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Regarding POC characters *starts to laugh*. I mostly only write as women of color characters. I struggle trying to remember to include and represent white characters.
It used to be quite the opposite for me because, as a teenager, I thought it was customary to write white characters since that's mostly what I read and saw on the screen.
Even though I'm a bi-racial (black/white) person myself!
Side note: I identify most of the time as black--except when people ask if I'm Asian or Latino, I then tell them no, I'm mixed/bi-racial (black/white).
So then I went to a convention session one summer in High School that spoke about the lack of representation of POC in film, books, TV, and comics and was like... well, Holy Shit.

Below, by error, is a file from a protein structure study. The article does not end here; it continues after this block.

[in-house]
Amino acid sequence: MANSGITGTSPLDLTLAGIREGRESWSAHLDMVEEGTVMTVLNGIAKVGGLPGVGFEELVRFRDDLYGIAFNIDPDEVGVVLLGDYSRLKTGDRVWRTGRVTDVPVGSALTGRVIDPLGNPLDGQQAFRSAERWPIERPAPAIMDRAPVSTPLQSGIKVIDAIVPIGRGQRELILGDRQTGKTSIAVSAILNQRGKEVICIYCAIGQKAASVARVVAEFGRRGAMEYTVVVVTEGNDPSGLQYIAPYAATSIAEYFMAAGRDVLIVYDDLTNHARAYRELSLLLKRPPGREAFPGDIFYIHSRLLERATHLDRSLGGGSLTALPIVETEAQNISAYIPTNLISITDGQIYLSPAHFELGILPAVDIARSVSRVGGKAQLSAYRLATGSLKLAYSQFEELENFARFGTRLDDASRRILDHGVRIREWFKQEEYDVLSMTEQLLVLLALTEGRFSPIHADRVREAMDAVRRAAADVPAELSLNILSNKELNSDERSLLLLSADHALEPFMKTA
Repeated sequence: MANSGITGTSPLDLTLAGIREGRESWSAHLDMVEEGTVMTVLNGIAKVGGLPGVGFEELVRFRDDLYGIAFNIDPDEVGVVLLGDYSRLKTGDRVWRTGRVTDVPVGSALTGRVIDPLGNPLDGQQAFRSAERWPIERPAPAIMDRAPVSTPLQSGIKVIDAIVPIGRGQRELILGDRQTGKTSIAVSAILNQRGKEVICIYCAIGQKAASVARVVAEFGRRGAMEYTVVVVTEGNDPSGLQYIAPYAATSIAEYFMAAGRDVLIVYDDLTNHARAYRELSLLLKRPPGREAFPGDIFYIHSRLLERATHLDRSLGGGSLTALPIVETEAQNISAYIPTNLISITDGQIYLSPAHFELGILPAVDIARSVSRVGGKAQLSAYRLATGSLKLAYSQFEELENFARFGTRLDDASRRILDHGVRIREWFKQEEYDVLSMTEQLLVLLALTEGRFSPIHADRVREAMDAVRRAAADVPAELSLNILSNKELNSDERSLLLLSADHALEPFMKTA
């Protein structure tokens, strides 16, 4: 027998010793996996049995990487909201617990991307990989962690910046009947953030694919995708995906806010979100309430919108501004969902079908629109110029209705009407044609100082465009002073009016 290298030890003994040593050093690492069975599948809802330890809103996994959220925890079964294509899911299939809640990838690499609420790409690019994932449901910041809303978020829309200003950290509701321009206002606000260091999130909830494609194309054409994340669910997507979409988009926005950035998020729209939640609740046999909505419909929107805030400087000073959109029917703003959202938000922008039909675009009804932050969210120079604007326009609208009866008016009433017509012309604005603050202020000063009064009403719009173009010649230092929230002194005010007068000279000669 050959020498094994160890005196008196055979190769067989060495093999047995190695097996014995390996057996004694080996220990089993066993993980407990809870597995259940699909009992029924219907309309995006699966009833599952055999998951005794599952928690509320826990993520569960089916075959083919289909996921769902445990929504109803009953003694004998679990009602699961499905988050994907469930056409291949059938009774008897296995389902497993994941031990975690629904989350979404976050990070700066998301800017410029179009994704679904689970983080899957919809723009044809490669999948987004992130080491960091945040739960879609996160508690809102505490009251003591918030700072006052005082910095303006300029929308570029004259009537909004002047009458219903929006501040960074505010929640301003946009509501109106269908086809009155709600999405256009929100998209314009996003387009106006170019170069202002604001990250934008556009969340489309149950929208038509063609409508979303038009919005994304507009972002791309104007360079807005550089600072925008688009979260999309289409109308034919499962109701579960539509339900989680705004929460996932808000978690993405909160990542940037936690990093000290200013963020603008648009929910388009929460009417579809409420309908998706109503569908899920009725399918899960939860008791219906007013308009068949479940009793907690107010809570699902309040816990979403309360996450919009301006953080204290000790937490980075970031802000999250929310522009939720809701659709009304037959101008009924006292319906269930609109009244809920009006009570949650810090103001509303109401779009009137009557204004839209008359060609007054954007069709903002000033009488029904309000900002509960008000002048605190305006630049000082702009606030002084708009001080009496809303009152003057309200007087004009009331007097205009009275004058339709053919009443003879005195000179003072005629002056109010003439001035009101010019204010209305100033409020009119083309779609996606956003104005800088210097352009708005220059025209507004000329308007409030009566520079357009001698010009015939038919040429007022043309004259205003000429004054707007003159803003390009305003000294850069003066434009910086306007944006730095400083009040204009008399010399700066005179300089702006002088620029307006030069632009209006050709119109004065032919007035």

I'm black, and I'm adding to this problem!
I now strive to find fiction/fantasy books about black female protagonists and other WOC (women of color) as the protagonist.
And since I want to read/watch more about them, I mostly write WOC characters to help get more "coverage" out there. LOL.
Now my goal is to get educated more and consume more entertainment about LGBTQ+ characters.

On the topic LGBTQ+ characters, I've only enjoyed writing as asexual or gay characters (I mean other than straight). Bi-sexual and pan-sexual characters are hard for me to write well. But I understand it shouldn't be since, like others have said above this post--WE are ALL human in the end. And I know there are even more different orientations, but I still need to learn more about them before writing tales from their POV. Like I said I'm open to being educated more. Regarding trans characters, I've only written as one FTM trans character in the past, but even then, I barely ever mentioned their 'trans' identity as it wasn't imperative to the story... but then I felt like I was doing the whole 'hiding/closeting' thing. So, unfortunately, I started to avoid that situation instead of learning more.